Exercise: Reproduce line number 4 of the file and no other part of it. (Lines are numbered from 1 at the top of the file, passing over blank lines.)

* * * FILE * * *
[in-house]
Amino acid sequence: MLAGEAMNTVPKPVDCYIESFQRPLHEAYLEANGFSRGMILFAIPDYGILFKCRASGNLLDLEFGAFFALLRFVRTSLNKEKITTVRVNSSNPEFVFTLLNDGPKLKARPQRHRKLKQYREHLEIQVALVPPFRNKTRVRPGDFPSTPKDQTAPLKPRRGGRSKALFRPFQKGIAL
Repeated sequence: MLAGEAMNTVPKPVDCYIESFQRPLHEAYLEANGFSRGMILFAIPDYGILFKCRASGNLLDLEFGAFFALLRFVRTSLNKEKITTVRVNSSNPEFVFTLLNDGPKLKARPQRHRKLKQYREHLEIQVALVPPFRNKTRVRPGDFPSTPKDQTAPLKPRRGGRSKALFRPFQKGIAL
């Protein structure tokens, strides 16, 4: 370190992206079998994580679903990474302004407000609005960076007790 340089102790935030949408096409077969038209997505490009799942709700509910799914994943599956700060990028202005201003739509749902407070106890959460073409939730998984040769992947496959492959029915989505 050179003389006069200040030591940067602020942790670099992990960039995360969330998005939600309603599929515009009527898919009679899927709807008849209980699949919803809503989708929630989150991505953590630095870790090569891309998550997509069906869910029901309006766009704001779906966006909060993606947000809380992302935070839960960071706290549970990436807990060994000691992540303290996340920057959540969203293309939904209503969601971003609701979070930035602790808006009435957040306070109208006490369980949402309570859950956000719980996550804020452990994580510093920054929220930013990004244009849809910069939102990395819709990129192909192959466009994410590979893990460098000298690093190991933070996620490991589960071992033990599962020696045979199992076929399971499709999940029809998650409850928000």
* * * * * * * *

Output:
């Protein structure tokens, strides 16, 4: 370190992206079998994580679903990474302004407000609005960076007790 340089102790935030949408096409077969038209997505490009799942709700509910799914994943599956700060990028202005201003739509749902407070106890959460073409939730998984040769992947496959492959029915989505 050179003389006069200040030591940067602020942790670099992990960039995360969330998005939600309603599929515009009527898919009679899927709807008849209980699949919803809503989708929630989150991505953590630095870790090569891309998550997509069906869910029901309006766009704001779906966006909060993606947000809380992302935070839960960071706290549970990436807990060994000691992540303290996340920057959540969203293309939904209503969601971003609701979070930035602790808006009435957040306070109208006490369980949402309570859950956000719980996550804020452990994580510093920054929220930013990004244009849809910069939102990395819709990129192909192959466009994410590979893990460098000298690093190991933070996620490991589960071992033990599962020696045979199992076929399971499709999940029809998650409850928000």